Trump listened to “the experts” when deciding how to respond to COVID-19 — but only the experts who told him what he wanted to hear.

Today, the White House sent out an email claiming “President Trump listened to the experts—not the media” today. Evidence suggests that he listened to a single expert who told him exactly what he wanted to hear, that COVID-19 was a non-issue. Specifically he listened to Richard A. Epstein who wrote the paper “Coronavirus Perspective.”

In the first version of this document he claimed that there would be 500 deaths due to COVID-19. A few days later he revised the document saying that he made a mistake and there would be 5,000 deaths. He later revised it again by saying there would be 50,000 deaths.

As of today there have been 80,820 deaths in the United States according to the CDC.


All hail Donald Trump; a.k.a. Donald Drumpf, a.k.a. Lord Dampnut, a.k.a. Dumbnut, a.k.a. Donnie Trumpelstiltskin, a.k.a. Donald tRUMP; our most, or perhaps least, honored (not my) POTUS and our great Bloviator in Chief!

More on the incompetence of the Trump administration’s response to COVID-19.

Reminder.

In February Donald Trump made the following comments about COVID-19.

  • “Looks like by April, you know, in theory, when it gets a little warmer, it miraculously goes away.” (Feb. 10)
  • “The Coronavirus is very much under control in the USA. … Stock Market starting to look very good to me!” (Feb. 24)
  • “It’s going to disappear. One day, it’s like a miracle, it will disappear.” (Feb. 27)

At this time the Trump administration and various Republicans were relying on an article titled “Coronavirus Perspective” by Richard A. Epstein. In the first version of this document he claimed that there would be 500 deaths due to COVID-19. A few days later he revised the document saying that he made a mistake and there would be 5,000 deaths. He later revised it again by saying there would be 50,000 deaths.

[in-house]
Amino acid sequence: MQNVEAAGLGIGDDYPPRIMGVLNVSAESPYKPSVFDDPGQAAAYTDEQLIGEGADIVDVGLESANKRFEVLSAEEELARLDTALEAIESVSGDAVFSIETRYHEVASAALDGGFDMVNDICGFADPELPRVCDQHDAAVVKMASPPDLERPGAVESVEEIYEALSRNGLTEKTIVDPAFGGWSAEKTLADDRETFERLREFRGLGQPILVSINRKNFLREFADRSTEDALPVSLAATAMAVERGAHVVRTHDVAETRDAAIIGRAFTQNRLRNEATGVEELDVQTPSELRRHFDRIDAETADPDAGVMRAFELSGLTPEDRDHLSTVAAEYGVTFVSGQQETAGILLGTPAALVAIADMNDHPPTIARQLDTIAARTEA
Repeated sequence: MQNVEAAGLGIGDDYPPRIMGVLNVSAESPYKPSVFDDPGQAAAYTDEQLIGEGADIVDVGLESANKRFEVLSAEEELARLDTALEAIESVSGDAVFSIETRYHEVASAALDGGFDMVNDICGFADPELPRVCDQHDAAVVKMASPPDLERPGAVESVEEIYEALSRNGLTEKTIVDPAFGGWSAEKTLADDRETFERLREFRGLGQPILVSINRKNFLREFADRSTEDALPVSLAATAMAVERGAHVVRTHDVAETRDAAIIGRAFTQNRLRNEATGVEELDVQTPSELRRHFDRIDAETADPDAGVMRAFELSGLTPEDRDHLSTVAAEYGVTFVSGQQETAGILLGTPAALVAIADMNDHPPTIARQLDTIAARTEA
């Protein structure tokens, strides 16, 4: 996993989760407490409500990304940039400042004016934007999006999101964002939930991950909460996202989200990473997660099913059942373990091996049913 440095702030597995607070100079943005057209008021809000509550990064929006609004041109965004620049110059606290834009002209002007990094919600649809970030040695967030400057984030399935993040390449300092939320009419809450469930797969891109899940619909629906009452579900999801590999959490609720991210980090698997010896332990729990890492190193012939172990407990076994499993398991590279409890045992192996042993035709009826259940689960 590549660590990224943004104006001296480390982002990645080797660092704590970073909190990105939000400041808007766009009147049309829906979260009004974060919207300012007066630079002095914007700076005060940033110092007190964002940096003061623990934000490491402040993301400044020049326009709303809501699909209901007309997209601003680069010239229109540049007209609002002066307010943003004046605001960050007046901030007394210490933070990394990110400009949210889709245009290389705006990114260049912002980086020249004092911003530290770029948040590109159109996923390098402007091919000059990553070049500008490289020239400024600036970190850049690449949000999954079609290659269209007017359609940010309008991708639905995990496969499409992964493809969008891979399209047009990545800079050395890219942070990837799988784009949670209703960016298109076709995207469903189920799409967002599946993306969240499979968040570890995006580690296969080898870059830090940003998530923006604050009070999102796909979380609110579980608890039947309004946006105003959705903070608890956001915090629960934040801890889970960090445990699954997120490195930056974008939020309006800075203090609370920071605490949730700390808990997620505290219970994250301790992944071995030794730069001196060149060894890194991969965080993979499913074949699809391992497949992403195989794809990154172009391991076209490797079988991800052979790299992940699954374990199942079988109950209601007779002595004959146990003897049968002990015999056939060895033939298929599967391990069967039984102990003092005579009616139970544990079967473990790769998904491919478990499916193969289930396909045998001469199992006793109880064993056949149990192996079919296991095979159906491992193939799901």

As of today, there have been 67,456 deaths due to COVID-19 in the United States.

Sources


All hail Donald Trump; a.k.a. Donald Drumpf, a.k.a. Lord Dampnut, a.k.a. Dumbnut, a.k.a. Donnie Trumpelstiltskin, a.k.a. Donald tRUMP; our most, or perhaps least, honored (not my) POTUS and our great Bloviator in Chief!

The incompetence of the Trump administration is the gift that keeps on giving.

Ignorance and Incompetence:

White House insists US has ‘sufficient’ testing capacity to reopen amid widespread criticism
Mike Pence says US has enough tests for ‘phase one’ of process but taskforce experts acknowledge uncertainty

The Truth:


All hail Donald Trump; a.k.a. Donald Drumpf, a.k.a. Lord Dampnut, a.k.a. Dumbnut, a.k.a. Donnie Trumpelstiltskin, a.k.a. Donald tRUMP; our most, or perhaps least, honored (not my) POTUS and our great Bloviator in Chief!

On writing code with debugging in mind

/*************************************************
*                                                *
* .=-=-=-=-=-=-=-=-=-=-=-=-=-=-=-=-=-=-=-=-=-=-. *
* |                   ______                   | *
* |                .-"      "-.                | *
* |               /            \               | *
* |   _          |              |          _   | *
* |  ( \         |,  .-.  .-.  ,|         / )  | *
* |   > "=._     | )(__/  \__)( |     _.=" <   | *
* |  (_/"=._"=._ |/     /\     \| _.="_.="\_)  | *
* |         "=._"(_     ^^     _)"_.="         | *
* |             "=\__|IIIIII|__/="             | *
* |            _.="| \IIIIII/ |"=._            | *
* |  _     _.="_.="\          /"=._"=._     _  | *
* | ( \_.="_.="     `--------`     "=._"=._/ ) | *
* |  > _.="                            "=._ <  | *
* | (_/                                    \_) | *
* |                                            | *